Grammatically considered, qerebh shânı̄m cannot be the centre of the years of the world, the boundary-line between the Old and New Testament aeons, as Bengel supposes, who takes it at the same time, according to this explanation, as the starting-point for a chronological calculation of the whole course of the world. Moreover, it may also be justly argued, in opposition to this view and application of the words, that it cannot be presupposed that the prophets had so clear a consciousness as this, embracing all history by its calculus; and still less can be expect to find in a lyrical ode, which is the outpouring of the heart of the congregation, a revelation of what God Himself had not revealed to him according to Habakkuk 2:3. Nevertheless the view which lies at the foundation of this application of our passage, viz., that the work of God, for the manifestation of which the prophet is praying, falls in the centre of the years of the world, has this deep truth, that it exhibits the overthrow not only of the imperial power of Chaldaea, but that of the world-power generally, and the deliverance of the nation from its power, and forms the turning-point, with which the old aeon closes and the new epoch of the world commences, with the completion of which the whole of the earthly development of the universe will reach its close. The repetition of בּקרב שׁנים is expressive of the earnest longing with which the congregation of the Lord looks for the tribulation to end. The object to תּודיע , which is to be taken in an optative sense, answering to the imperative in the parallel clause, may easily be supplied from the previous clause. To the prayer for the shortening of the period of suffering there is appended, without the copula Vav, the further prayer, in wrath to remember mercy. The wrath ( rōgez , like râgaz in Isaiah 28:21 and Proverbs 29:9) in which God is to remember mercy, namely for His people Israel, can only be wrath over Israel, not merely the wrath manifested in the chastisement of Judah through the Chaldaeans, but also the wrath displayed in the overthrow of the Chaldaeans. In the former case God would show mercy by softening the cruelty of the Chaldaeans; in the latter, by accelerating their overthrow, and putting a speedy end to their tyranny. This prayer is followed in Habakkuk 3:3-15 by a description of the work of God which is to be called to life, in which the prophet expresses confidence that his petition will be granted.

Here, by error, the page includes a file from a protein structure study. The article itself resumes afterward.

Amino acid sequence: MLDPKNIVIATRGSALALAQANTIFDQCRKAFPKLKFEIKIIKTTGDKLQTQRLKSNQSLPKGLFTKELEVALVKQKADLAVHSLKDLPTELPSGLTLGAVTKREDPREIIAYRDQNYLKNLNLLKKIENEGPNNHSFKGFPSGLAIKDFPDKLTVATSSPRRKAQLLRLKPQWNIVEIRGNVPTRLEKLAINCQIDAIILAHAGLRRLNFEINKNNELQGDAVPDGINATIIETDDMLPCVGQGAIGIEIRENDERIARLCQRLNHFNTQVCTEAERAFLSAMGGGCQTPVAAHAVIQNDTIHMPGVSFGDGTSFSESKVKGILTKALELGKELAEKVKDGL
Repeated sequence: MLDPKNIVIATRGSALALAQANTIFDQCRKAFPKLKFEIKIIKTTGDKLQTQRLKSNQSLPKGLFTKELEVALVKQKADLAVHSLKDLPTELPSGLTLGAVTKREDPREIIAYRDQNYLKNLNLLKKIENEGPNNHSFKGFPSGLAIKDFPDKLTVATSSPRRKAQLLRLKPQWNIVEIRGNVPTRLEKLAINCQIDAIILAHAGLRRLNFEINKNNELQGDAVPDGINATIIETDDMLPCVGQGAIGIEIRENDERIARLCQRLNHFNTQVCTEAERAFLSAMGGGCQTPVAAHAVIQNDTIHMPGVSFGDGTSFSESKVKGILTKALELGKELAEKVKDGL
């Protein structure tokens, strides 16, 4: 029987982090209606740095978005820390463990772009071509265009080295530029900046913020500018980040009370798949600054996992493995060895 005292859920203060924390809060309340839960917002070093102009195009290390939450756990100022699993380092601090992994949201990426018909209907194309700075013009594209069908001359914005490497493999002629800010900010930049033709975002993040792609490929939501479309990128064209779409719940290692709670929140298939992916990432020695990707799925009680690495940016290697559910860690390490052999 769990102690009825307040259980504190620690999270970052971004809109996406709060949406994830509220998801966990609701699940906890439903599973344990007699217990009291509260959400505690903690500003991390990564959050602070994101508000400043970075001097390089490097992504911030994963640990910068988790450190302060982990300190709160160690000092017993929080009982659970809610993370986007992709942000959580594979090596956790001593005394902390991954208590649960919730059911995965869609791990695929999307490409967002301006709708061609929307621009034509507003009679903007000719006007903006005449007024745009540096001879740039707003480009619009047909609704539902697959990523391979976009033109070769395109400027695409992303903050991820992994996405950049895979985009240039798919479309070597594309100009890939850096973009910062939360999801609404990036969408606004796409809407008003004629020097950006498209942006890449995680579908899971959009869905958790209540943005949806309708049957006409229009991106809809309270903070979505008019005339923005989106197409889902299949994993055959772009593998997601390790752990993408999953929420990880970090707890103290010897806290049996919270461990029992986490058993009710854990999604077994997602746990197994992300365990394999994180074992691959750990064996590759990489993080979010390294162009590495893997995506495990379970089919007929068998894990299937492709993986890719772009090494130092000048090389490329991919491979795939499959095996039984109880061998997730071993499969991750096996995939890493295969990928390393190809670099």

Coming of the Lord to judge the nations and to redeem His people. The description of this theophany rests throughout upon earlier lyrical descriptions of the revelations of God in the earlier times of Israel. Even the introduction (Habakkuk 3:3) has its roots in the song of Moses in Deuteronomy 33:2; and in the further course of the ode we meet with various echoes of different psalms (compare Habakkuk 3:6 with Psalms 18:8; Habakkuk 3:8 with Psalms 18:10; Habakkuk 3:19 with Psalms 18:33-34; also Habakkuk 3:5 with Psalms 68:25; Habakkuk 3:8 with Psalms 68:5, Psalms 68:34). The points of contact in Habakkuk 3:10-15 with Ps. 77:17-21, are still more marked, and are of such a kind that Habakkuk evidently had the psalm in his mind, and not the writer of the psalm the hymn of the prophet, and that the prophet has reproduced in an original manner such features of the psalm as were adapted to his purpose. This is not only generally favoured by the fact that Habakkuk's prayer is composed throughout after the poetry of the Psalms, but still more decidedly by the circumstance that Habakkuk depicts a coming redemption under figures borrowed from that of the past, to which the singer of this psalm looks back from his own mournful times, comforting himself with the picture of the miraculous deliverance of his people out of Egypt (see Hengstenberg and Delitzsch on Psalm 77). For it is very evident that Habakkuk does not describe the mighty acts of the Lord in the olden time, in order to assign a motive for his prayer for the deliverance of Israel out of the affliction of exile which awaits it in the future, as many of the earlier commentators supposed, but that he is predicting a future appearance of the Lord to judge the nations, from the simple fact that he places the future יבוא (Habakkuk 3:3) at the head of the whole description, so as to determine all that follows; whilst it is placed beyond the reach of doubt by the impossibility of interpreting the theophany historically, i.e., as relating to an earlier manifestation of God.